Causes of OSHA Citations

The bench grinder is an often cited shop tool.This information was originally published in the year 2000.



Use a 1/4″ gauge and a log sheet to keep the tool rest on your bench grinder in compliance.


OSHA’s Top 25 Cited Standards

  1. No Lock Out / Tag Out procedures.
  2. No written Employee Hazard Communication program.
  3. Poor or non-existent machine guarding.
  4. No employee Hazard Communication training.
  5. No or improper labels on hazardous materials.
  6. No or incomplete (columns not totaled) OSHA 200 illness & injury log.
  7. Missing or inadequate MSDSs.
  8. Improper guarding of ropes, belts, chains, and drives.
  9. Denied access to employee medical records.
  10. Guarding of abrasive wheel machinery (misadjusted tool rests on tool guards).
  11. Flexible electrical cords and cables.
  12. No or inadequate respiratory protection program.
  13. Broken or missing electrical cabinets, boxes, and fittings.
  14. Improperly stored flammable and combustible liquids.
  15. Improper electrical grounding.
  16. Improper guarding of pulleys.
  17. Improper use of abrasive wheel machinery.
  18. No OSHA poster displayed.
  19. Electrical safety general requirements.
  20. No or non-working emergency drenching showers.
  21. Open sided floors with no guardrails or toe boards.
  22. No guarding of gears, sprockets, and chains.
  23. No or improper personal protective equipment.
  24. Poor housekeeping.
  25. Inadequate or removed guards on radial arm saws.



This page, and all contents, are Copyright © 2000 by ANILINE ENVIRONMENTAL, Cleveland, Ohio USA.



An Explanation
Note: This information was originally published in 1997.

The 1997 ACGIH TLV
The current American Conference of Governmental Industrial Hygienist TLVs(tm) (threshold limit value) for Silica – are:
Cristobalite [14464-46-1] (1986) – 0.05 mg/m³ (j)
Quartz [14808-60-7] (1986) – 0.1 mg/m³ (j)
Tridymite [15468-32-3] (1986) – 0.05 mg/m³ (j)
Tripoli [1317-95-9] (1986) – 0.1 mg/m³ (j) of contained respirable dust.
Note (j): These TLVs are for the respirable fraction of particulate matter for the substance listed . The concentration of respirable dust for the application of this limit is to be determined from the fraction passing a size selector with the characteristics defined in the “C” paragraph of Appendix D.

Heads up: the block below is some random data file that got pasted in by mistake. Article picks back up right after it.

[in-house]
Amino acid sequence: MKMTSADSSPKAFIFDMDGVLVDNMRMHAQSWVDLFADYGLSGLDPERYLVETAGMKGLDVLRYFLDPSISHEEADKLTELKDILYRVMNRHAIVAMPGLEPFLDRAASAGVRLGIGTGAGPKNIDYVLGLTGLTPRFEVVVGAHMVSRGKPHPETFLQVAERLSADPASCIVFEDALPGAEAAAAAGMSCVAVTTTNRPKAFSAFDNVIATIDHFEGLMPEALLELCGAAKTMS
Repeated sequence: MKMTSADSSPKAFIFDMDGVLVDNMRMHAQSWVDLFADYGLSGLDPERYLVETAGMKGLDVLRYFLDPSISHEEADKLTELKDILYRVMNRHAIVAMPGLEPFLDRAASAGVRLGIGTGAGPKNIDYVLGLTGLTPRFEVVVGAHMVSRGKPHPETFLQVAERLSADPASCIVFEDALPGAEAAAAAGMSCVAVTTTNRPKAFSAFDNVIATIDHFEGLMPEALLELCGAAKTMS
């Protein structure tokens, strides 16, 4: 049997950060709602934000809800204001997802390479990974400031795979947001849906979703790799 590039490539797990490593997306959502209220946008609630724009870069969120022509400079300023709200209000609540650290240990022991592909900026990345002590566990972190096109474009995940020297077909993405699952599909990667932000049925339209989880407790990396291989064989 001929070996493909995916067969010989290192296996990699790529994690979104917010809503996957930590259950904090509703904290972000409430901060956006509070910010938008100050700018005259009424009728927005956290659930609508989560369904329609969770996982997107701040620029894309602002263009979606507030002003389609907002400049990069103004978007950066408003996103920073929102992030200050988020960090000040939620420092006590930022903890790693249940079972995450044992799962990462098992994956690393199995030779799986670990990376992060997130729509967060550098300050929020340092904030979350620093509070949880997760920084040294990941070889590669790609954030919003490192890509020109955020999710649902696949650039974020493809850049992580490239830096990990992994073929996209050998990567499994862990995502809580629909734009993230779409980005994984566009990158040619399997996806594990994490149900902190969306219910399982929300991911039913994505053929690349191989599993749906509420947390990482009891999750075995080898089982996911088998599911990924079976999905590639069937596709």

That is: a cyclone device with a median cut off point for particles from 3.5 to 4.0 um operating at a rate of 1.7 lpm (liters per minute) for an Mine Safety Appliances cyclone or 2.6 lpm for an aluminum SKC cyclone.
The magnitude of the personal exposure of silica can be determined by the quite straight forward procedure of comparing the laboratory results for silica to the TLV.
Currently both OSHA and MSHA use the ACGIH 1973 TLVs for their legal exposure limits or PELs (permissible exposure limits). The agencies believe this limit is more valid for mixtures containing lower percentages of silica.

The OSHA / MSHA PEL calculation serves effectively to lower the PELs for Respirable Dust (5 mg/m³) and Total Dust (10 mg/m³) down to levels which take into account the adverse health effects of breathing silica dust. Thus workers in ceramics plant would be more at risk for lung disease breathing 10% silica dust than non-silica dust.
Quartz (Respirable) PEL = 10 mg/m³ ÷ %Silica + 2
Quartz (Total Dust) PEL = 30 mg/m³ ÷ %Silica + 2
For Cristobalite and Tridymite use 1/2 the value calculated from the formula for quartz.
The % of silica or %SiO(2) [silicon dioxide] is found on your lab report.
Remember you must compare the respirable dust or total dust exposure monitoring results to the calculated PELs. Comparing the raw numbers of the silica results to the calculated PELs is like comparing apples to oranges. Remember you are calculating a PEL for a mixture so you must compare it to the monitoring results for a mixture to make a valid exposure determination.